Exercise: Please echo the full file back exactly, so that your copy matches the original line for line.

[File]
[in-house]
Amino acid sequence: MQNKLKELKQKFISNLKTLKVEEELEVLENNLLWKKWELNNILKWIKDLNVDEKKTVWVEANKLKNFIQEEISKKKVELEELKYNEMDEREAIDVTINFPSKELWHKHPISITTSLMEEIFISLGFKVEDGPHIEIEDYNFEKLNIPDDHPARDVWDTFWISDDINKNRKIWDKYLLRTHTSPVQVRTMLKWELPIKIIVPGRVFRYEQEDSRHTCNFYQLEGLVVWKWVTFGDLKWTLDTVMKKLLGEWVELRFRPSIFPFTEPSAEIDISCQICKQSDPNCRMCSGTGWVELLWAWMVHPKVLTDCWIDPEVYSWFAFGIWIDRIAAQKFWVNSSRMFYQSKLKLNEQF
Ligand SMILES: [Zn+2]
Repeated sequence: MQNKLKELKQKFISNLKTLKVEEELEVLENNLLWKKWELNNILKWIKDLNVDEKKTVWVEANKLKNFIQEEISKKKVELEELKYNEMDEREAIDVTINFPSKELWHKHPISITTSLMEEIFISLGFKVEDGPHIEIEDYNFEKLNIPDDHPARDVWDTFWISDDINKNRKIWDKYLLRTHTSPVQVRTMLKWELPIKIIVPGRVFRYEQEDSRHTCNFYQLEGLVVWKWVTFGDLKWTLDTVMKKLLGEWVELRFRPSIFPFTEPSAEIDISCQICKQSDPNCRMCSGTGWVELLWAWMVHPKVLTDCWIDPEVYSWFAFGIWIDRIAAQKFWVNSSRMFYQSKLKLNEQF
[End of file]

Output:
[in-house]
Amino acid sequence: MQNKLKELKQKFISNLKTLKVEEELEVLENNLLWKKWELNNILKWIKDLNVDEKKTVWVEANKLKNFIQEEISKKKVELEELKYNEMDEREAIDVTINFPSKELWHKHPISITTSLMEEIFISLGFKVEDGPHIEIEDYNFEKLNIPDDHPARDVWDTFWISDDINKNRKIWDKYLLRTHTSPVQVRTMLKWELPIKIIVPGRVFRYEQEDSRHTCNFYQLEGLVVWKWVTFGDLKWTLDTVMKKLLGEWVELRFRPSIFPFTEPSAEIDISCQICKQSDPNCRMCSGTGWVELLWAWMVHPKVLTDCWIDPEVYSWFAFGIWIDRIAAQKFWVNSSRMFYQSKLKLNEQF
Ligand SMILES: [Zn+2]
Repeated sequence: MQNKLKELKQKFISNLKTLKVEEELEVLENNLLWKKWELNNILKWIKDLNVDEKKTVWVEANKLKNFIQEEISKKKVELEELKYNEMDEREAIDVTINFPSKELWHKHPISITTSLMEEIFISLGFKVEDGPHIEIEDYNFEKLNIPDDHPARDVWDTFWISDDINKNRKIWDKYLLRTHTSPVQVRTMLKWELPIKIIVPGRVFRYEQEDSRHTCNFYQLEGLVVWKWVTFGDLKWTLDTVMKKLLGEWVELRFRPSIFPFTEPSAEIDISCQICKQSDPNCRMCSGTGWVELLWAWMVHPKVLTDCWIDPEVYSWFAFGIWIDRIAAQKFWVNSSRMFYQSKLKLNEQF